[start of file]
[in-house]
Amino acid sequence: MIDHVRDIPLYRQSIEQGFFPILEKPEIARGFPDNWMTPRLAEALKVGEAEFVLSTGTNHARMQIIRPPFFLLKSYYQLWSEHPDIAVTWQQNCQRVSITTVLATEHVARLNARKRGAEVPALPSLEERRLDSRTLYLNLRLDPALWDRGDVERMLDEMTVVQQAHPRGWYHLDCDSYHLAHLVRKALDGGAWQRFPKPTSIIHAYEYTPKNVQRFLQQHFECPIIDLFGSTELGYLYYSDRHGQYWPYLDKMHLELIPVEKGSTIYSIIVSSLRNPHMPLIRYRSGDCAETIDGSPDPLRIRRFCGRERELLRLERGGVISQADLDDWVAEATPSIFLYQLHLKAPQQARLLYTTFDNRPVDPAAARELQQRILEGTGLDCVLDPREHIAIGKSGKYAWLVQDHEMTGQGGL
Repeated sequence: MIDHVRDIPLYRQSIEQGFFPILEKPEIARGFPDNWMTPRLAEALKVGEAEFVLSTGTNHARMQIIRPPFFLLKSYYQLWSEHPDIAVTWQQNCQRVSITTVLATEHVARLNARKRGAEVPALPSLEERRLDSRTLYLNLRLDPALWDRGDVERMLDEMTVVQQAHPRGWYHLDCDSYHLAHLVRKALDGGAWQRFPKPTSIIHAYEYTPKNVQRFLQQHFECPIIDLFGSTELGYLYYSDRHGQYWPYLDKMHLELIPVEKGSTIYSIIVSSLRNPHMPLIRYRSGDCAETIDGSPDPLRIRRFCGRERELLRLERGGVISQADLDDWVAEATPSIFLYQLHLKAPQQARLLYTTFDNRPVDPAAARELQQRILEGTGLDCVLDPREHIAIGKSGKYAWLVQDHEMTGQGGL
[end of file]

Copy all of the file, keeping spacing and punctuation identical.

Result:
[in-house]
Amino acid sequence: MIDHVRDIPLYRQSIEQGFFPILEKPEIARGFPDNWMTPRLAEALKVGEAEFVLSTGTNHARMQIIRPPFFLLKSYYQLWSEHPDIAVTWQQNCQRVSITTVLATEHVARLNARKRGAEVPALPSLEERRLDSRTLYLNLRLDPALWDRGDVERMLDEMTVVQQAHPRGWYHLDCDSYHLAHLVRKALDGGAWQRFPKPTSIIHAYEYTPKNVQRFLQQHFECPIIDLFGSTELGYLYYSDRHGQYWPYLDKMHLELIPVEKGSTIYSIIVSSLRNPHMPLIRYRSGDCAETIDGSPDPLRIRRFCGRERELLRLERGGVISQADLDDWVAEATPSIFLYQLHLKAPQQARLLYTTFDNRPVDPAAARELQQRILEGTGLDCVLDPREHIAIGKSGKYAWLVQDHEMTGQGGL
Repeated sequence: MIDHVRDIPLYRQSIEQGFFPILEKPEIARGFPDNWMTPRLAEALKVGEAEFVLSTGTNHARMQIIRPPFFLLKSYYQLWSEHPDIAVTWQQNCQRVSITTVLATEHVARLNARKRGAEVPALPSLEERRLDSRTLYLNLRLDPALWDRGDVERMLDEMTVVQQAHPRGWYHLDCDSYHLAHLVRKALDGGAWQRFPKPTSIIHAYEYTPKNVQRFLQQHFECPIIDLFGSTELGYLYYSDRHGQYWPYLDKMHLELIPVEKGSTIYSIIVSSLRNPHMPLIRYRSGDCAETIDGSPDPLRIRRFCGRERELLRLERGGVISQADLDDWVAEATPSIFLYQLHLKAPQQARLLYTTFDNRPVDPAAARELQQRILEGTGLDCVLDPREHIAIGKSGKYAWLVQDHEMTGQGGL